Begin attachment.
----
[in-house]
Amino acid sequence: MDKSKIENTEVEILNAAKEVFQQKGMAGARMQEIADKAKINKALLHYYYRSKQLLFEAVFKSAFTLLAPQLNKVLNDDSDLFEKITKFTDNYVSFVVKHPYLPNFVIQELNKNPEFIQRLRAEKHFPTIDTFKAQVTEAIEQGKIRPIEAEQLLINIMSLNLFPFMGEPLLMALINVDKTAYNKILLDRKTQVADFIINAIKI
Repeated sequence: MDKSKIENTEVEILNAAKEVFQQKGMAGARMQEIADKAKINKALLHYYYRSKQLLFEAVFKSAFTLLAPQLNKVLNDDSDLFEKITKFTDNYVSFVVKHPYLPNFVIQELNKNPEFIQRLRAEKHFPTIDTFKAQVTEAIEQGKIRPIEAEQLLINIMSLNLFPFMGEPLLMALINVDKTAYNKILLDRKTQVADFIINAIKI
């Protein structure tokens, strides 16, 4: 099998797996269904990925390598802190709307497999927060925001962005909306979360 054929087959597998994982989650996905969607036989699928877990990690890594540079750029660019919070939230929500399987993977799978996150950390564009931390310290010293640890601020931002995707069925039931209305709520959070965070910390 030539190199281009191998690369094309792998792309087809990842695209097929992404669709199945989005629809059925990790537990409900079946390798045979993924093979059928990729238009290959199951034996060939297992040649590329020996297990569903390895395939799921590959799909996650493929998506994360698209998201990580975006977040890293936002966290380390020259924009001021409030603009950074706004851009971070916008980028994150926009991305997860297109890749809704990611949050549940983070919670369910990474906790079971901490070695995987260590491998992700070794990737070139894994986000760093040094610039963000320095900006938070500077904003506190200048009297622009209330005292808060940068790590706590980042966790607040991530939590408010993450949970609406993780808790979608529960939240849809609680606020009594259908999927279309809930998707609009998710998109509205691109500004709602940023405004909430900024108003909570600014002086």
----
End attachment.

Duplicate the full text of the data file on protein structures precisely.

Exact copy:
[in-house]
Amino acid sequence: MDKSKIENTEVEILNAAKEVFQQKGMAGARMQEIADKAKINKALLHYYYRSKQLLFEAVFKSAFTLLAPQLNKVLNDDSDLFEKITKFTDNYVSFVVKHPYLPNFVIQELNKNPEFIQRLRAEKHFPTIDTFKAQVTEAIEQGKIRPIEAEQLLINIMSLNLFPFMGEPLLMALINVDKTAYNKILLDRKTQVADFIINAIKI
Repeated sequence: MDKSKIENTEVEILNAAKEVFQQKGMAGARMQEIADKAKINKALLHYYYRSKQLLFEAVFKSAFTLLAPQLNKVLNDDSDLFEKITKFTDNYVSFVVKHPYLPNFVIQELNKNPEFIQRLRAEKHFPTIDTFKAQVTEAIEQGKIRPIEAEQLLINIMSLNLFPFMGEPLLMALINVDKTAYNKILLDRKTQVADFIINAIKI
């Protein structure tokens, strides 16, 4: 099998797996269904990925390598802190709307497999927060925001962005909306979360 054929087959597998994982989650996905969607036989699928877990990690890594540079750029660019919070939230929500399987993977799978996150950390564009931390310290010293640890601020931002995707069925039931209305709520959070965070910390 030539190199281009191998690369094309792998792309087809990842695209097929992404669709199945989005629809059925990790537990409900079946390798045979993924093979059928990729238009290959199951034996060939297992040649590329020996297990569903390895395939799921590959799909996650493929998506994360698209998201990580975006977040890293936002966290380390020259924009001021409030603009950074706004851009971070916008980028994150926009991305997860297109890749809704990611949050549940983070919670369910990474906790079971901490070695995987260590491998992700070794990737070139894994986000760093040094610039963000320095900006938070500077904003506190200048009297622009209330005292808060940068790590706590980042966790607040991530939590408010993450949970609406993780808790979608529960939240849809609680606020009594259908999927279309809930998707609009998710998109509205691109500004709602940023405004909430900024108003909570600014002086």